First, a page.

Moroccan King Mohammed VI told visiting UN envoy for the Western Sahara Christopher Ross on Wednesday he was concerned by increased security threats in the Sahel.
In particular, the king said the continuing failure to end the conflict in the Western Sahara could "be a factor in the aggravation of these security risks," according to the royal palace.
On Monday, UN leader Ban Ki-Moon called for urgent international efforts to end the Western Sahara conflict because of fears the Mali war will spill over into the Moroccan-occupied territory.
He called on the UN Security Council to strengthen the UN peacekeeping mission in Western Sahara, where Morocco and the Polisario Front have been locked in a more than two-decade showdown over control.
While headlines are dominated by the year-old conflict in Mali, where French-led international forces are battling jihadist groups, many African leaders consider Western Sahara to be the continent's "forgotten conflict".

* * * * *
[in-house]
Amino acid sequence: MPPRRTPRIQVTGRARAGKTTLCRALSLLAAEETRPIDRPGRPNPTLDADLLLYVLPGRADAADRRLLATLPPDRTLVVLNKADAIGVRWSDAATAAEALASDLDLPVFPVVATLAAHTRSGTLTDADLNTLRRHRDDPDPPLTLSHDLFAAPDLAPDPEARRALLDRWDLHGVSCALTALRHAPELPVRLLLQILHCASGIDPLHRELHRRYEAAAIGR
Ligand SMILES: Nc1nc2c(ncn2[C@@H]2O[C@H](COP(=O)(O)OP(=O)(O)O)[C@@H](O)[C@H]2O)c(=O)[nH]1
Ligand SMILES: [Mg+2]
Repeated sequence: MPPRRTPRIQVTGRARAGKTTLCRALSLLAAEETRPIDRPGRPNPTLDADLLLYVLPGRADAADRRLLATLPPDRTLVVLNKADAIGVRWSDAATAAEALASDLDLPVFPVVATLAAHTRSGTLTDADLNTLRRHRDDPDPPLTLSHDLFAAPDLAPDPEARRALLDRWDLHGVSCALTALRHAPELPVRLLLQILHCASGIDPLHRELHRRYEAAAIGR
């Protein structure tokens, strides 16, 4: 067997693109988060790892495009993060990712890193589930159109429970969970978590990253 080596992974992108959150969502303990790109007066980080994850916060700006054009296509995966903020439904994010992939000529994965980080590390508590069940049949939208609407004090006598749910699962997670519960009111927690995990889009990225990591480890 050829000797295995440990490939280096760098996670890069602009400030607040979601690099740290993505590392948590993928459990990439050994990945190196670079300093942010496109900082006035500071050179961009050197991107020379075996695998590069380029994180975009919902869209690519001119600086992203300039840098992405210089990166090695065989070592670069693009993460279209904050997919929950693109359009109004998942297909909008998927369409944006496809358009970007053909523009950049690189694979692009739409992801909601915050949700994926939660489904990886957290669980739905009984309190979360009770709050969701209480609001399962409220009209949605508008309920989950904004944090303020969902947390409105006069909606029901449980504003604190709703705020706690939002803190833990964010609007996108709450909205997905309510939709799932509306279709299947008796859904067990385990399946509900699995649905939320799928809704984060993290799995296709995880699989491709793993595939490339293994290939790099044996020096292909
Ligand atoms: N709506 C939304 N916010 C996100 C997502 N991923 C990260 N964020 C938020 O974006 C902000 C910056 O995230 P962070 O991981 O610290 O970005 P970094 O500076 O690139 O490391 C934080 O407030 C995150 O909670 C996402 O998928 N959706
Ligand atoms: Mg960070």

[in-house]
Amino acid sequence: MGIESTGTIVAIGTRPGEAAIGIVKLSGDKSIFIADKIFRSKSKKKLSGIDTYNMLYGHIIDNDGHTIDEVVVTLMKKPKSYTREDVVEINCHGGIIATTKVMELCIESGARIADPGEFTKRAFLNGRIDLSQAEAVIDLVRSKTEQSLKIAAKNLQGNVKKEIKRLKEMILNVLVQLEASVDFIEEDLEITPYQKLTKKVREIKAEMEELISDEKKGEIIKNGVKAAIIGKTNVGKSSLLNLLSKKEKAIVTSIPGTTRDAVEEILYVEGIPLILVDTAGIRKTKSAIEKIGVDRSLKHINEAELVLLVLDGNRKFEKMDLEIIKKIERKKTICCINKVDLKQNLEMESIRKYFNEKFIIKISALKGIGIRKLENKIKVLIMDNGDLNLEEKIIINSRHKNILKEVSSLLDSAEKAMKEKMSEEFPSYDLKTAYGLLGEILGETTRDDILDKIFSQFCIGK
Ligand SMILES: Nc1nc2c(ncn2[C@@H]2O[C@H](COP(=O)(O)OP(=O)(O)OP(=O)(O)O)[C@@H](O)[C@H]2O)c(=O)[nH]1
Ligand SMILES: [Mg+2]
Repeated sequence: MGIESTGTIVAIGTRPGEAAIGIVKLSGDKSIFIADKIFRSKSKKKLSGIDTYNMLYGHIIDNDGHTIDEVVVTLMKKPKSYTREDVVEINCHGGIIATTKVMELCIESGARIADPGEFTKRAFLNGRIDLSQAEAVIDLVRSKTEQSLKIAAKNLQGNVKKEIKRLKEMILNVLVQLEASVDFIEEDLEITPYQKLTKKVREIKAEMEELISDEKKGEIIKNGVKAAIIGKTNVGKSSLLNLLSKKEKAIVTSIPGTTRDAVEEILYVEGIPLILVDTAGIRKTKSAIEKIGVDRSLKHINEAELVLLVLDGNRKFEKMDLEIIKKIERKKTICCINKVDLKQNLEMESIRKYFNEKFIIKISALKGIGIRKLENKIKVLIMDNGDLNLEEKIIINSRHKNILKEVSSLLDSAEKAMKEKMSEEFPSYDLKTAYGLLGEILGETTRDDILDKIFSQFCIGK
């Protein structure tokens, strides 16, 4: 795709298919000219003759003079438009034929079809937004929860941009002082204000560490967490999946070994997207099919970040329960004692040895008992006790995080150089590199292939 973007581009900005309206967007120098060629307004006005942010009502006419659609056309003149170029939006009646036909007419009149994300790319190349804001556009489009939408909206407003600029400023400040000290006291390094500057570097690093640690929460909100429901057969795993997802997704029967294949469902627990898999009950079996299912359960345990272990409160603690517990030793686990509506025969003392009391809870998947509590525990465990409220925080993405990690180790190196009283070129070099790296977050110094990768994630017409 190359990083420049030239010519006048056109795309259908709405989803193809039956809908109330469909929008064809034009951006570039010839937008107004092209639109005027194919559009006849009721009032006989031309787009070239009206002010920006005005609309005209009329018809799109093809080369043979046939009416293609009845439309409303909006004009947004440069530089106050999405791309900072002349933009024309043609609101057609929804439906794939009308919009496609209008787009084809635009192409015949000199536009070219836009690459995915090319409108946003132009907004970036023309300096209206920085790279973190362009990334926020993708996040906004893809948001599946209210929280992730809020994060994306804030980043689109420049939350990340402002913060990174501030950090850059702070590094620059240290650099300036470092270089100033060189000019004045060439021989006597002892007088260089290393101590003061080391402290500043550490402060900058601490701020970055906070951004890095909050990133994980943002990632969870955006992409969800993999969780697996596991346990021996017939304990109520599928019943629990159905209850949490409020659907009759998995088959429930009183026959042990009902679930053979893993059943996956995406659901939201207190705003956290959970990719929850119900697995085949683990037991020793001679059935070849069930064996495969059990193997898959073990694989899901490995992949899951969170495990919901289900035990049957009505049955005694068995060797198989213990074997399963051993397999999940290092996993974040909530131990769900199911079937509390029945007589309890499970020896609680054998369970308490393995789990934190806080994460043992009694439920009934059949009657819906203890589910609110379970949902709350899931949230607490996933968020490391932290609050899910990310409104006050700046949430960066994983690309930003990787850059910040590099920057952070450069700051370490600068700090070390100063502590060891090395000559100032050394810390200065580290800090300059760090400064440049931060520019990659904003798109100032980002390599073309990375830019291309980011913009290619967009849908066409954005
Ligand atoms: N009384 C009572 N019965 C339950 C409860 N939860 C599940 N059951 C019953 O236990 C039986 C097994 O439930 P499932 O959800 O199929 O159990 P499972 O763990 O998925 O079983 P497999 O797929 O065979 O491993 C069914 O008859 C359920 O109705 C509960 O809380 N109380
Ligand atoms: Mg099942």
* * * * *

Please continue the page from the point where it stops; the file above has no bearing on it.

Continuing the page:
Morocco started to annex Western Sahara in 1975 as Spanish colonisers withdrew. The Polisario took up arms demanding an independent state until the UN brokered a ceasefire in 1991, but Rabat is only offering autonomy.
Ross, who is in the region in a new bid to mediate between Morocco and the Polisario Front, also spoke of the "urgent need" to solve the conflict.
During Wednesday's meeting in the central city of Fez, the king said the Moroccan proposal for autonomy was an "open and credible solution".
He also reiterated Morocco's desire for an improvement in relations with neighbouring Algeria, which backs the Polisario.